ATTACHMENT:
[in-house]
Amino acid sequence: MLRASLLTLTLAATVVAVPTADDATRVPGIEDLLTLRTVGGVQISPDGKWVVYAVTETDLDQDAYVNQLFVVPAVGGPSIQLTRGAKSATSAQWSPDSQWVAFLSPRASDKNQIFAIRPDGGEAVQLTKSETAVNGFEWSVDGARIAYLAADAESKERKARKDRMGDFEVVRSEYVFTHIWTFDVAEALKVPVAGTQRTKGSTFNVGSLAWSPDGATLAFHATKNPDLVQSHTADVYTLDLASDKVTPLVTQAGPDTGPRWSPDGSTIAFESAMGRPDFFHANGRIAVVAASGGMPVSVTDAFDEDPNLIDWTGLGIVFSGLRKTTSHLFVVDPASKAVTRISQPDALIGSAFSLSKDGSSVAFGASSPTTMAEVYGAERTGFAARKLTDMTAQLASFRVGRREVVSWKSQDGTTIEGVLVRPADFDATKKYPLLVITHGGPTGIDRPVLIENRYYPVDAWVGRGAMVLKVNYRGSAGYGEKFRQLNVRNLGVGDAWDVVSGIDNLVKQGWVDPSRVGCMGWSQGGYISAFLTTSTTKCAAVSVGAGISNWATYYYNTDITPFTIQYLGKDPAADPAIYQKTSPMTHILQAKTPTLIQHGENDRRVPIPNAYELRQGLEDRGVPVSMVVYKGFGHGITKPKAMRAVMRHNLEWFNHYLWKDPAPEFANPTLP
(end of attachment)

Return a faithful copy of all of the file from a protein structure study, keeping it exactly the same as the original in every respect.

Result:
[in-house]
Amino acid sequence: MLRASLLTLTLAATVVAVPTADDATRVPGIEDLLTLRTVGGVQISPDGKWVVYAVTETDLDQDAYVNQLFVVPAVGGPSIQLTRGAKSATSAQWSPDSQWVAFLSPRASDKNQIFAIRPDGGEAVQLTKSETAVNGFEWSVDGARIAYLAADAESKERKARKDRMGDFEVVRSEYVFTHIWTFDVAEALKVPVAGTQRTKGSTFNVGSLAWSPDGATLAFHATKNPDLVQSHTADVYTLDLASDKVTPLVTQAGPDTGPRWSPDGSTIAFESAMGRPDFFHANGRIAVVAASGGMPVSVTDAFDEDPNLIDWTGLGIVFSGLRKTTSHLFVVDPASKAVTRISQPDALIGSAFSLSKDGSSVAFGASSPTTMAEVYGAERTGFAARKLTDMTAQLASFRVGRREVVSWKSQDGTTIEGVLVRPADFDATKKYPLLVITHGGPTGIDRPVLIENRYYPVDAWVGRGAMVLKVNYRGSAGYGEKFRQLNVRNLGVGDAWDVVSGIDNLVKQGWVDPSRVGCMGWSQGGYISAFLTTSTTKCAAVSVGAGISNWATYYYNTDITPFTIQYLGKDPAADPAIYQKTSPMTHILQAKTPTLIQHGENDRRVPIPNAYELRQGLEDRGVPVSMVVYKGFGHGITKPKAMRAVMRHNLEWFNHYLWKDPAPEFANPTLP